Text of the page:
Editor’s note: Ryan Smith is a longtime gamer and freelance writer who lives in Raleigh, NC. A graduate of East Carolina University with a degree in business and marketing, he has written in the past for WRAL Tech Wire and GameArgus.com. He currently plays Xbox 360 and PC as well as Nintendo DS. For story ideas, tips and feedback, he can be reached via e-mail (ryannicksmith@gmail.com)

RESEARCH TRIANGLE PARK, N.C. – Critically Acclaimed Mass Effect 2, sequel to what is in my opinion one of the greatest games ever made, was very lacking in its RPG elements. The character customization, level up process, equipment choices and just about everything else were greatly simplified from its predecessor. The first Mass Effect was very much an RPG, with many of the features that come standard in Bioware games front and center.

Bioware has picked up on the fact that many fans were sad to see these elements removed from the sequel. In an interview with RipTen, Mass Effect 3’s lead developer Casey Hudson provides a little insight on to how exactly they plan to bring these back to the Mass Effect series.

One pretty exciting method of customization is the way in which you will be able to tweak your weapons in Mass Effect 3. In Mass Effect 1 – where you could actually modify your weapons – Hudson states that “We had the ability to mod weapons in Mass Effect 1, but it never felt as real or as physical as it should be, and there weren’t enough interesting decisions to make.”

That is no longer the case in the second sequel. You will be able to set your weapon down in front of you and customize it with scopes, mods, barrels, different ammo types and more.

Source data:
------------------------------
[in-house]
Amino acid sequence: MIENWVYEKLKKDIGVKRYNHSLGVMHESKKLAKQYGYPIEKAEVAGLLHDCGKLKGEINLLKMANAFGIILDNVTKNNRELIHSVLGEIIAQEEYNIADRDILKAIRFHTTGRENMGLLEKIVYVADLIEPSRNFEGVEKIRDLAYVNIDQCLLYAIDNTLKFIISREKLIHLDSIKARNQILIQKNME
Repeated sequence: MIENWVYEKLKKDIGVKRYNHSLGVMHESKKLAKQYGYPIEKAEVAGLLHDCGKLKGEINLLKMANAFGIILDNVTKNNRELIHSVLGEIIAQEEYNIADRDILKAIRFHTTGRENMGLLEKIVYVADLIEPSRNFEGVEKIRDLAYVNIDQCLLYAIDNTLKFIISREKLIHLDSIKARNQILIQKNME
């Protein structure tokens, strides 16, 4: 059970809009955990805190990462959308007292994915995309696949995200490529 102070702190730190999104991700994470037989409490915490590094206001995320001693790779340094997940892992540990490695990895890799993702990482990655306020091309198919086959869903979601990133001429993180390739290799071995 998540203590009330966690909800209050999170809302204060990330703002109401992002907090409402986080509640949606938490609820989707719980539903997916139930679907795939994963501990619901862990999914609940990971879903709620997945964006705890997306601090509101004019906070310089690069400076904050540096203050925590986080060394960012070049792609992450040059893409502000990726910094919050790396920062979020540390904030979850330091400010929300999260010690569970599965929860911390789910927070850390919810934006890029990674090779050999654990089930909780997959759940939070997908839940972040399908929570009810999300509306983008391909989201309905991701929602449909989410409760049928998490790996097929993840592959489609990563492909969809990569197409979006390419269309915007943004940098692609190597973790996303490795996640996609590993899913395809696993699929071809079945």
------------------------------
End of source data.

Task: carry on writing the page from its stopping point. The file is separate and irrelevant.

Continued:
In addition to the return of weapon customization, we also see a return to the first title’s level up process and talent tree progression. In the original Mass Effect, each character had a variety of powers and weapon specializations you could level up, while in the sequel it was vastly simpler – further making it seem a shooter and not an RPG.

In the third title we will see not only a return to the original talent progression, but Bioware is also making it more complex than ever before. Don’t worry though, for those who find that troublesome, “Auto-level” is still a feature for Shepard and his/her crew.

It is this element of choice that makes role playing games so immersive and really helps you experience the story on a personal level. That is why I ultimately feel the first game was so superior to the second – not a common opinion, but Bioware did see a common sentiment among RPG veterans and they seem to have addressed it.

“There’s so much stuff that we’ve added for Mass Effect 3, in terms of the number of different weapon types, the different mods, you character progression, the way Shepard is able to move around the environment, new weapons like the omniblade or hand grenades, when you add all that stuff up and you can start naturally choosing how you play,” Hudson said.

RPG to its core or not, the Mass Effect series is one heck of a ride. But with those elements, maybe Mass Effect 3 will be a game to truly remember, like the original was.

The game is due out March 6 of next year. Watch a video trailer for Mass Effect 3 here.

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